A flurry of legislative activity over the weekend left a mixed bag of progress and surrender. While the House voted to require clean-energy standards for the first time and cut oil industry tax breaks, enough Democrats caved to the White House to pass the president’s preferred FISA rule changes.
Pushing to chart a new national energy policy, House Democrats on Saturday passed legislation that would require the nation’s utilities to generate more electricity from clean-energy sources, such as the wind and the sun.
And in another indicator of the changed political landscape on Capitol Hill, they stripped the oil and gas industries of $16 billion in tax incentives and voted to apply those tax breaks to efforts to spur production of cleaner forms of energy.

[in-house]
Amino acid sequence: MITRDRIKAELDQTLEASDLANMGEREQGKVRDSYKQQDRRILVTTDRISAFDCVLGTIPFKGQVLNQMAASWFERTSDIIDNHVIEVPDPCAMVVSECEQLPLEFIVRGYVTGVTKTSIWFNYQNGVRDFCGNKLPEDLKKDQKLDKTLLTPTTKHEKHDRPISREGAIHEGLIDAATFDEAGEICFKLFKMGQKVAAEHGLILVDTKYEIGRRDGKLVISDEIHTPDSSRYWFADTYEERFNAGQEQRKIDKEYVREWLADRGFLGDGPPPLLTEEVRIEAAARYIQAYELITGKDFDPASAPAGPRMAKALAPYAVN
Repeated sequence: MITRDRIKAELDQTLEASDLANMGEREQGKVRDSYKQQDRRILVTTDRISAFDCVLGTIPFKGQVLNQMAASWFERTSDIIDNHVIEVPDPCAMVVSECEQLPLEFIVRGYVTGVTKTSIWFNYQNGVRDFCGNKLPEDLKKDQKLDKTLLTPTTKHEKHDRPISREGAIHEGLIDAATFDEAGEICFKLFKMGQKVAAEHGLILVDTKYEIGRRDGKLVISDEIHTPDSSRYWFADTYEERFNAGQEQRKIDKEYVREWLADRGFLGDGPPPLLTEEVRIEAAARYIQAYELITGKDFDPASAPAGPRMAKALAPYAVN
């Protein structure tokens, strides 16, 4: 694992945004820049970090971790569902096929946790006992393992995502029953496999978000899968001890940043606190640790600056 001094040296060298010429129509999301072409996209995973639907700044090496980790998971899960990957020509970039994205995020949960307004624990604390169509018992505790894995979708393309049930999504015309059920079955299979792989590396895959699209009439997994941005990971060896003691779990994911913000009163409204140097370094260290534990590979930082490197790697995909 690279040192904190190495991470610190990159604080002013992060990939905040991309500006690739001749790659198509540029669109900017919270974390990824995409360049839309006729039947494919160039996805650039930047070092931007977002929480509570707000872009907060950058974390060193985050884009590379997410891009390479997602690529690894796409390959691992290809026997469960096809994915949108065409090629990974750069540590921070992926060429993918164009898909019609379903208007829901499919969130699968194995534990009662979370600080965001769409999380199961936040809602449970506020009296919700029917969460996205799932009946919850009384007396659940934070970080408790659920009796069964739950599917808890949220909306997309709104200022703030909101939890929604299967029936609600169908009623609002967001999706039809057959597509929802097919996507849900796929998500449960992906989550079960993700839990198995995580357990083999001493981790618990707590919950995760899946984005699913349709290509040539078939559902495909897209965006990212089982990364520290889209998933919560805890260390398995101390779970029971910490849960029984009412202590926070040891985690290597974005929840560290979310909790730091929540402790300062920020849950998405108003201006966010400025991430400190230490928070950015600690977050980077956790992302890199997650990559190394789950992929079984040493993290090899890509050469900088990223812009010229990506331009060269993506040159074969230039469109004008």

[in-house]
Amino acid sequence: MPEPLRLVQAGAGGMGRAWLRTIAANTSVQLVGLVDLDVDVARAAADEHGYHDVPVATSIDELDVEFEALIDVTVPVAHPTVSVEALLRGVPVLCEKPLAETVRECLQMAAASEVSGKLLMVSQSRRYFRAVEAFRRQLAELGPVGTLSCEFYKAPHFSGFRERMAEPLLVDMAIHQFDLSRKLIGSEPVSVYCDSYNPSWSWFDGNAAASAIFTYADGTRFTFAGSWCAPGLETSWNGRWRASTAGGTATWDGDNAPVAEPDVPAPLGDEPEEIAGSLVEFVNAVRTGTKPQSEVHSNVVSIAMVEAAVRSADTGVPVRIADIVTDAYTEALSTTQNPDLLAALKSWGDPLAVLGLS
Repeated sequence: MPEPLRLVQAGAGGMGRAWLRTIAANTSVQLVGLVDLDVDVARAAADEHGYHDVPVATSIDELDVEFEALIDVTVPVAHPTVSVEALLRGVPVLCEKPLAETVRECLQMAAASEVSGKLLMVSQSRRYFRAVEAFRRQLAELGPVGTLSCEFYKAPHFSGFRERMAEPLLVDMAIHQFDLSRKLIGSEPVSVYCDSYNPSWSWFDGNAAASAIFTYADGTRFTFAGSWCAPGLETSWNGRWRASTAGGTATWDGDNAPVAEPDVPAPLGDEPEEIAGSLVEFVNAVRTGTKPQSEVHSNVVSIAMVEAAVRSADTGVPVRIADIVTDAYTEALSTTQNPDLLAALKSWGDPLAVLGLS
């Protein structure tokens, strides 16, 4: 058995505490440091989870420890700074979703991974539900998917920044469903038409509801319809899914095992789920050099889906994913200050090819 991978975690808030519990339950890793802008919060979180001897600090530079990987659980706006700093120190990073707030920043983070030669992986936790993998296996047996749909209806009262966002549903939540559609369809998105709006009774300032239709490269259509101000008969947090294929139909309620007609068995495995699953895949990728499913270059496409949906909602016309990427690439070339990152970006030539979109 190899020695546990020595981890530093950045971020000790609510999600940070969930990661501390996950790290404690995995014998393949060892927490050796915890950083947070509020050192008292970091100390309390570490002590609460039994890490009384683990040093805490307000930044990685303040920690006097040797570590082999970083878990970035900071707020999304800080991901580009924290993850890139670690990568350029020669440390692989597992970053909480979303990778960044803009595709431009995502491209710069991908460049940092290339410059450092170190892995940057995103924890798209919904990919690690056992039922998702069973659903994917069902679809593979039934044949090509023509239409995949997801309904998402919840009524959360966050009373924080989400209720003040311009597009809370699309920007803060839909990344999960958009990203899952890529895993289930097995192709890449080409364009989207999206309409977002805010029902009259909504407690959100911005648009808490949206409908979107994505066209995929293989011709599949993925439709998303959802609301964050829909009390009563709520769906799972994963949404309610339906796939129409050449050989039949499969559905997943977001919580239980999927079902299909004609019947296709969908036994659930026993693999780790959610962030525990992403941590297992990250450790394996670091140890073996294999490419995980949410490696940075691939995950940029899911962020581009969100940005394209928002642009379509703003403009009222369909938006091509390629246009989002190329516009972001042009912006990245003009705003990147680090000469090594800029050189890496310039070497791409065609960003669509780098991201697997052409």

The energy measures passed in a final burst of activity before lawmakers were to adjourn for their summer recess this weekend.
Late Saturday, the House also modified the Foreign Intelligence Services Act. The changes, a concession to the White House that was strongly opposed by liberal Democrats, would expand the authority of U.S. spy agencies to monitor overseas phone calls and e-mails. The measure passed 227 to 183—with Republicans providing 186 of the “yes” votes.